Mother and children living in Dublin City Council flat ‘unfit for human habitation’, court hears – The Irish Times
A mother and her two children have been living in a Dublin City Council flat that is unfit for human habitation, a judge has ruled.
Judge Sinead Ni Chulachain heard in the Circuit Civil Court Friday that Sinead Moran had been forced to throw out clothes that were covered in black mould in her bedroom wardrobe as well as having to dump her bed mattress because of her damp and unventilated flat.
Ms Moran told her barrister Peter Maguire, who appeared with Thomas Loomes Solicitors, that the Oliver Bond House complex in Dublin 8 where she lives was also rat infested.
Forensic engineer Lloyd Semple, of David Semple and Associates, told the court in a special report on behalf of Ms Moran that he had found a large hole big enough to facilitate the entry of vermin just above the skirting board in the sitting room wall.
He told the court the black mould and damp was being caused by the lack of ventilation throughout the flat. Ms Moran several times a year had to wash down the black mould and repaint the areas but the mould kept coming back. There were other necessary repairs that should be seen to.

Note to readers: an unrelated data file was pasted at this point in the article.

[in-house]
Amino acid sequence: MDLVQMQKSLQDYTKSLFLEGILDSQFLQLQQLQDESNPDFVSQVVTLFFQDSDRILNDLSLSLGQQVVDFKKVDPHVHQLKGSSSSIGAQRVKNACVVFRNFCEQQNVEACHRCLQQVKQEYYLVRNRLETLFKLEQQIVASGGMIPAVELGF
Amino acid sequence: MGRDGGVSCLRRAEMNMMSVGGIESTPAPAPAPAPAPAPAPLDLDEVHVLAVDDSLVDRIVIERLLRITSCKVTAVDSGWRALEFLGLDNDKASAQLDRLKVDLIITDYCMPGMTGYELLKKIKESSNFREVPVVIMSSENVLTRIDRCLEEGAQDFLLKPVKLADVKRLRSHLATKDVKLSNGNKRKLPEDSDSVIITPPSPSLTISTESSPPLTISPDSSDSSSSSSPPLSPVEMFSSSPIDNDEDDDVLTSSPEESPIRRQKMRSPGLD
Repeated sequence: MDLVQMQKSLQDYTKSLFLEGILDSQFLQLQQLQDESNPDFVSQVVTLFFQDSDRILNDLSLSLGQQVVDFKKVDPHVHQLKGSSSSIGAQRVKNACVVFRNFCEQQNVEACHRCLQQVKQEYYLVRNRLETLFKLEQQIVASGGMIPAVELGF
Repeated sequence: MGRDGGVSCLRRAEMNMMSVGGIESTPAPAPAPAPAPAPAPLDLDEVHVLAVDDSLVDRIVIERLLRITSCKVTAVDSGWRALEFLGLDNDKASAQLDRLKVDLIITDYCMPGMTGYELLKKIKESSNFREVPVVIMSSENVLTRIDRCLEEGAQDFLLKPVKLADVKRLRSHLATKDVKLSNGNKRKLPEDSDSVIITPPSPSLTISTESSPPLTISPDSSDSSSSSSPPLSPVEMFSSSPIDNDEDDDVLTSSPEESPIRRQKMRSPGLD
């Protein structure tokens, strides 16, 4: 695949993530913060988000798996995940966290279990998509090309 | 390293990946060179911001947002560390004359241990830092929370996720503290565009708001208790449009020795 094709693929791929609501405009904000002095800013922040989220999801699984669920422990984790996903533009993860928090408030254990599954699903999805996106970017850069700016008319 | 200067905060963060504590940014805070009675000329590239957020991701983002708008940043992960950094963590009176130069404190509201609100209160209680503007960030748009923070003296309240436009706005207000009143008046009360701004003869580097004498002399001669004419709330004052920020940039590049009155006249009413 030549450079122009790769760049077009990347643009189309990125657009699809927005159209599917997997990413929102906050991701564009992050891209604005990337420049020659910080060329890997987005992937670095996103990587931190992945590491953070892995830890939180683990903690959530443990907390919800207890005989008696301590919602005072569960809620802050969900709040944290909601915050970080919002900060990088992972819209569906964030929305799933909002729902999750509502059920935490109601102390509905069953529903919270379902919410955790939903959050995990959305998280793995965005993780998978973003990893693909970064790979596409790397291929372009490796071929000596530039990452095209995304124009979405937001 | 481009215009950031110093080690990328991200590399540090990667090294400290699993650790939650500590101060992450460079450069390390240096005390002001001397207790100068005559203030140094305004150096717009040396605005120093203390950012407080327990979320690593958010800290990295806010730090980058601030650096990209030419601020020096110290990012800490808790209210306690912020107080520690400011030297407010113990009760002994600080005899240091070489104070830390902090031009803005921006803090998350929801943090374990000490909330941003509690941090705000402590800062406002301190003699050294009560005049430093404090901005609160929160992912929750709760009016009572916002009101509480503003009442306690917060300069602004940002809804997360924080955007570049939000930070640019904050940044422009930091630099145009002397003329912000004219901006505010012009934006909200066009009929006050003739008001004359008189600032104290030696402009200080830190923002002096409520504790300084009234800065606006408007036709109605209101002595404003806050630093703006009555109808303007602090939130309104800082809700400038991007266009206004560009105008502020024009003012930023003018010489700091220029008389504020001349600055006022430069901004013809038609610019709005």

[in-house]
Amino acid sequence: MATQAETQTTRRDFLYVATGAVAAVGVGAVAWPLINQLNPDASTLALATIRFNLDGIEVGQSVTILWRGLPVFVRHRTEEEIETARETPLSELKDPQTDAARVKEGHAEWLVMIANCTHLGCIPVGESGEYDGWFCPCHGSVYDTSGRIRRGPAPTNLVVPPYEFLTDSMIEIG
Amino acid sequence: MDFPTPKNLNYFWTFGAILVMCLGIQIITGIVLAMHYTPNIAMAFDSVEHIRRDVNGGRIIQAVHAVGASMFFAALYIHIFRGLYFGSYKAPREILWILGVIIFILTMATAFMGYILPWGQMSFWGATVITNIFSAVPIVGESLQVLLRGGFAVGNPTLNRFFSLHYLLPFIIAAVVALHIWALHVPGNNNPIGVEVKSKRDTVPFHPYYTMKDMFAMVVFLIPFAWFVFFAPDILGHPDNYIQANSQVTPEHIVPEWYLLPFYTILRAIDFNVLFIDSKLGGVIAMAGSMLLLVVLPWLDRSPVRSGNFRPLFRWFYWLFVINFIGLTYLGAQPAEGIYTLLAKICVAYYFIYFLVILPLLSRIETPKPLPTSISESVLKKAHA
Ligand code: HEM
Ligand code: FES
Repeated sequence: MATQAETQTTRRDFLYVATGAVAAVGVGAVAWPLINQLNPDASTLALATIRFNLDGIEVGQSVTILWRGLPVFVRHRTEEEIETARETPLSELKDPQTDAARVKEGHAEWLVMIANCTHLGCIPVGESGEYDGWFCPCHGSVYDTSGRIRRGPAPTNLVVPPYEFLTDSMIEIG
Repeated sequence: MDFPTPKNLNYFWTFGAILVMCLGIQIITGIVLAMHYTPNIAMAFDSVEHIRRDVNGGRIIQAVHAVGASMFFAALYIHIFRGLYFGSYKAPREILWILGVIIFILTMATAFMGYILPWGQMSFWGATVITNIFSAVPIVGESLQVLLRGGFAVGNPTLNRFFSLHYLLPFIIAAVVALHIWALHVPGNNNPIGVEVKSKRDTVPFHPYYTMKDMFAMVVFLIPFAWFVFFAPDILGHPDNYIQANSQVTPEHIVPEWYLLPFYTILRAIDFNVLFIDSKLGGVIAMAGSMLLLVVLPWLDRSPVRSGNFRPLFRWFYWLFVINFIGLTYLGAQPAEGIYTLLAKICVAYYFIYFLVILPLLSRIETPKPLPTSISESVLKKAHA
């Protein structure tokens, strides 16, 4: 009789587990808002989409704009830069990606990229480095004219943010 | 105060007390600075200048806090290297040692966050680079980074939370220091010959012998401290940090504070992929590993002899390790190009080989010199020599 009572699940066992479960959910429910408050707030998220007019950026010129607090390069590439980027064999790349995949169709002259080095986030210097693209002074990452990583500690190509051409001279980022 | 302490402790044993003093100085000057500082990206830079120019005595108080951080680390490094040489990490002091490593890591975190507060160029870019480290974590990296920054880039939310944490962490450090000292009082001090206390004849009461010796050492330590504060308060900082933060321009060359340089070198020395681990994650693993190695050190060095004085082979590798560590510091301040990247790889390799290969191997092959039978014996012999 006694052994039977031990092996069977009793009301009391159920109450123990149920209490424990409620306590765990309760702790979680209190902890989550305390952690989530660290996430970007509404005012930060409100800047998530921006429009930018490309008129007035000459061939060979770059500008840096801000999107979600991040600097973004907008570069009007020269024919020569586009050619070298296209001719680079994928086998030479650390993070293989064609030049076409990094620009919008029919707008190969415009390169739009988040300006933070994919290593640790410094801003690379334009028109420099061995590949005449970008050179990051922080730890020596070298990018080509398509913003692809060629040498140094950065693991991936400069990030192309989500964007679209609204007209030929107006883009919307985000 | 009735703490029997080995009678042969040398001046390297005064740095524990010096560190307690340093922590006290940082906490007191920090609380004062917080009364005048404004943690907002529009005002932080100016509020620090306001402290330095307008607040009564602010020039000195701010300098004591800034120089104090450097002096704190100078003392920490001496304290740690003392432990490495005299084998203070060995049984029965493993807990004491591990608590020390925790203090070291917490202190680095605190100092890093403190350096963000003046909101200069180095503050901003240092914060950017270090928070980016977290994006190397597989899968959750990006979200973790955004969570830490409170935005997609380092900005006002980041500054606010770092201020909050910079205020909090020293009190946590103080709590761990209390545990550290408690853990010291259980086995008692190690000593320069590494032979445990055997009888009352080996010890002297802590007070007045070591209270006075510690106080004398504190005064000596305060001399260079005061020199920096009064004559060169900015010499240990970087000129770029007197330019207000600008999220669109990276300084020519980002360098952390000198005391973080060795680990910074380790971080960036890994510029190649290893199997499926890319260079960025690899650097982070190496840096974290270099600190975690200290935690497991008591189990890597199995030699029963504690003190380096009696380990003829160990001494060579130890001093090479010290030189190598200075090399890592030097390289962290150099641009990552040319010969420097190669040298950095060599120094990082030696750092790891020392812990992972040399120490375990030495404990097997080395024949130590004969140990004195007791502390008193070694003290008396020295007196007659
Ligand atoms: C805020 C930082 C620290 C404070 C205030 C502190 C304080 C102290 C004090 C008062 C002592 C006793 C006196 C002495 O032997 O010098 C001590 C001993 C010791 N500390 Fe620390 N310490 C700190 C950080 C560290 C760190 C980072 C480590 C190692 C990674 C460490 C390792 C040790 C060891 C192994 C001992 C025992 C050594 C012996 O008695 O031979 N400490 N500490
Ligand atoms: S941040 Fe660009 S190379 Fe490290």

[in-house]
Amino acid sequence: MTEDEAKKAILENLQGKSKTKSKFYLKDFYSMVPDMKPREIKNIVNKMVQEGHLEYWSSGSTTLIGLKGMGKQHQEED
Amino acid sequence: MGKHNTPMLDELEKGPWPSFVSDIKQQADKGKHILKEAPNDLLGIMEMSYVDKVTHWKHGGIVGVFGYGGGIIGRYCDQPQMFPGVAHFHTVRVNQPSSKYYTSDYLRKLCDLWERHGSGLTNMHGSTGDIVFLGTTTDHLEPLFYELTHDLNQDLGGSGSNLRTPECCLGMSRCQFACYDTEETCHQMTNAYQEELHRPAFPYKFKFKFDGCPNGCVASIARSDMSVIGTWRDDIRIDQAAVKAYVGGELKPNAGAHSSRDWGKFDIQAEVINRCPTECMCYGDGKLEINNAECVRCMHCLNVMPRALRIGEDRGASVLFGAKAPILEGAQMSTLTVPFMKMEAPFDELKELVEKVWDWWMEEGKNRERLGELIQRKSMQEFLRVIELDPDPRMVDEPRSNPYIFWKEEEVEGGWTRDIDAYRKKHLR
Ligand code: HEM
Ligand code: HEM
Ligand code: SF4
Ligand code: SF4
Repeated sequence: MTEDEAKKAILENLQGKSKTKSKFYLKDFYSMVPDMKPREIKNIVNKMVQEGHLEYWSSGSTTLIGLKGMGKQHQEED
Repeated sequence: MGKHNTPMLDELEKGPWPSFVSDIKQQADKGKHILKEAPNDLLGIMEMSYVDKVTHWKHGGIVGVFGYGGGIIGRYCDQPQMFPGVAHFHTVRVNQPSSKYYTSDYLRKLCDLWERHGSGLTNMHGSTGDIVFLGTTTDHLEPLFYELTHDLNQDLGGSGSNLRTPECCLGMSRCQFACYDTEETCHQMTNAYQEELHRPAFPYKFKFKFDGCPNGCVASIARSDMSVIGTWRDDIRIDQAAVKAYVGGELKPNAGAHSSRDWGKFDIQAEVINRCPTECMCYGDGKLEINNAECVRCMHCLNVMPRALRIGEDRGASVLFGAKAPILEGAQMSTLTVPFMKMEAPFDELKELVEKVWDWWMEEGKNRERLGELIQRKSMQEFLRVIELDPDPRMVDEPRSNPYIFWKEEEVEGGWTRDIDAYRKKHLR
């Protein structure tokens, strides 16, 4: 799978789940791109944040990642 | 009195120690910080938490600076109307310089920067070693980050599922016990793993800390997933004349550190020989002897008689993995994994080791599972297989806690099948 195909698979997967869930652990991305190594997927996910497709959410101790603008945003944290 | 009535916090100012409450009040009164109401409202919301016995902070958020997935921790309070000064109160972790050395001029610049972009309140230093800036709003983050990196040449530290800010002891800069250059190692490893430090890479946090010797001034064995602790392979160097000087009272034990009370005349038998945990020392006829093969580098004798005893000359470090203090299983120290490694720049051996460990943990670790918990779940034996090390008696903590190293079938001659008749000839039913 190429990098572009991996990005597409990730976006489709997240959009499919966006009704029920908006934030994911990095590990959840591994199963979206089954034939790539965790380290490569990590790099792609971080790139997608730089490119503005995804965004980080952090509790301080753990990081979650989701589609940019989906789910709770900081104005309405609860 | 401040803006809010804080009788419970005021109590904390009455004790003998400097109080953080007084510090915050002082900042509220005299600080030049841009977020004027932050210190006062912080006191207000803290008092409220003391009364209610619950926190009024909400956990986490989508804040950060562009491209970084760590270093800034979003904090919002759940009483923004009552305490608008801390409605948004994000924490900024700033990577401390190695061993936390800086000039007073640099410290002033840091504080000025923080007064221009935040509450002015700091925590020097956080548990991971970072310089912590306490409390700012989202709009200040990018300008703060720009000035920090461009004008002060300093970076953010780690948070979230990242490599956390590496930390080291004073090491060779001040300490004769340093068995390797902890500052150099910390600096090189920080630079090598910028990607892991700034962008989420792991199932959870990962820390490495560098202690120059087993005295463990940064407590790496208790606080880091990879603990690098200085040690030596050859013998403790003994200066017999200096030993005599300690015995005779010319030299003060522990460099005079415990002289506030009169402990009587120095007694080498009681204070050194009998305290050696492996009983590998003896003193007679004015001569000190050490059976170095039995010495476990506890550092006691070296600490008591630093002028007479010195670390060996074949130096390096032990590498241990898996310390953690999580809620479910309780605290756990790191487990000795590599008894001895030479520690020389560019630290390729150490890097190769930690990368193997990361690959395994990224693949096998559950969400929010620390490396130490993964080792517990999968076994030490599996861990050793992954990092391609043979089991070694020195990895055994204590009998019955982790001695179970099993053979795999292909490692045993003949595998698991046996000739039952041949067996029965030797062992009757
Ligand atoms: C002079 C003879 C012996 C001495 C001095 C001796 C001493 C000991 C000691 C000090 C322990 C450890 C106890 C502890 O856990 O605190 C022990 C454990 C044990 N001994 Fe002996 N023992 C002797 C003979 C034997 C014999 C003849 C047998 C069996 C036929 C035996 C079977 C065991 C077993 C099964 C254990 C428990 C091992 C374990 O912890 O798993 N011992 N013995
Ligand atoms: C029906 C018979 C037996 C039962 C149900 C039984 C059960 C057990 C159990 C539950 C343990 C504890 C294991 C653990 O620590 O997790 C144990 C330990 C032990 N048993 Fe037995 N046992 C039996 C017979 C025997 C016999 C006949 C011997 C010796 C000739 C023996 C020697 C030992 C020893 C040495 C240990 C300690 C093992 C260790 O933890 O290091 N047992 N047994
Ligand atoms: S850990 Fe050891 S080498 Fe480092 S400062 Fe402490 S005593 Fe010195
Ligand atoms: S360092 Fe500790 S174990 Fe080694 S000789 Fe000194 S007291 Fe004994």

Judge Ni Chulachain said she accepted that Ms Moran’s flat was unfit for human habitation and directed the local authority to carry out a detailed inspection within the next three weeks and prepare a schedule of repairs and refurbishments.
She said the renovation work had to be carried out quickly as the weather was turning as winter approached.
Judge Ni Chulachain said that on several occasions in the past Ms Moran had failed to facilitate agreed inspections by council staff but she accepted this was due to the ill health of her father and that her mind had been elsewhere.
“Council inspectors will have to be allowed onto the premises to carry out their work and I direct that they are,” she said.
The judge told Mr Maguire that she would not assess damages due to Ms Moran at this stage and said that in any event arrears of almost €4,000 which Ms Moran conceded was due to Dublin City Council would have to be allowed under a counter claim by the local authority.
She adjourned the assessment of damages until mid-November when the court should be brought up to date on a renovation schedule.